• Stefan Frei



In recent years, there has been increased interest in the way in which security vulnerability information is managed and traded. Vulnerabilities that are known only to privileged closed groups, such as cyber criminals, brokers, and governments, pose a real and present risk to all who use the affected software. These groups have access to critical information that would allow them to compromise all vulnerable systems without the public ever having knowledge of the threats. These privately known vulnerabilities are regarded as the “known unknowns” of cyber security.

NSS Labs has analyzed ten years of data from two major vulnerability purchase programs, and the results reveal that on any given day over the past three years, privileged groups have had access to at least 58 vulnerabilities targeting Microsoft, Apple, Oracle, or Adobe. Further, it has been found that these vulnerabilities remain private for an average of 151 days. These numbers are considered a minimum estimate of the “known unknowns”, as it is unlikely that cyber criminals, brokers, or government agencies will ever share data about their operations.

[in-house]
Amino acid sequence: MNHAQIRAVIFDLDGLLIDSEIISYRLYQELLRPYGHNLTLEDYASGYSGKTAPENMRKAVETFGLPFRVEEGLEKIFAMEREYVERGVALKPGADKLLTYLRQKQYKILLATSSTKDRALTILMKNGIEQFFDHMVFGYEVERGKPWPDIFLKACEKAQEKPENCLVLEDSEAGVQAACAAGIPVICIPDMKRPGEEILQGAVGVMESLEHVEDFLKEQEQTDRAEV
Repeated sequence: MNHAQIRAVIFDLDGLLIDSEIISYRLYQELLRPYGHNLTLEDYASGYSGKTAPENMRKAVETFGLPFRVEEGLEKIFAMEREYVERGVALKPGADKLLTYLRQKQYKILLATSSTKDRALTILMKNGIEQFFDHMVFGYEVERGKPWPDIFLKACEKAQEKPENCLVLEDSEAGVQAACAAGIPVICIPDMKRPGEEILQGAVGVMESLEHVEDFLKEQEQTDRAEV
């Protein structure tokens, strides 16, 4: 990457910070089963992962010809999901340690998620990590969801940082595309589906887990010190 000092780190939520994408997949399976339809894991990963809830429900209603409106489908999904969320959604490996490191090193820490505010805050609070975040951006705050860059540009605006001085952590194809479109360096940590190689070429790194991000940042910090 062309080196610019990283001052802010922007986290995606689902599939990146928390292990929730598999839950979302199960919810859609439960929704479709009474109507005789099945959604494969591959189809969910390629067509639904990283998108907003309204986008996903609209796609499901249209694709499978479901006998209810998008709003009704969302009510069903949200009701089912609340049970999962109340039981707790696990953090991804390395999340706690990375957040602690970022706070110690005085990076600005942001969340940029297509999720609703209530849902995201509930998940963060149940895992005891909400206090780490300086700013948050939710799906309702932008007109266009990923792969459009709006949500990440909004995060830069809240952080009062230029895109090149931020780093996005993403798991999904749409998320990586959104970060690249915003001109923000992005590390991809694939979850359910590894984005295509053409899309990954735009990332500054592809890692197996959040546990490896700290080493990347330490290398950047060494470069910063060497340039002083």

Specialized companies are offering zero-day vulnerabilities for subscription fees that are well within the budget of a determined attacker (for example, 25 zero-days per year for USD $2.5 million); this has broken the monopoly that nation-states historically have held regarding ownership of the latest cyber weapon technology. Jointly, half a dozen boutique exploit providers have the capacity to offer more than 100 exploits per year.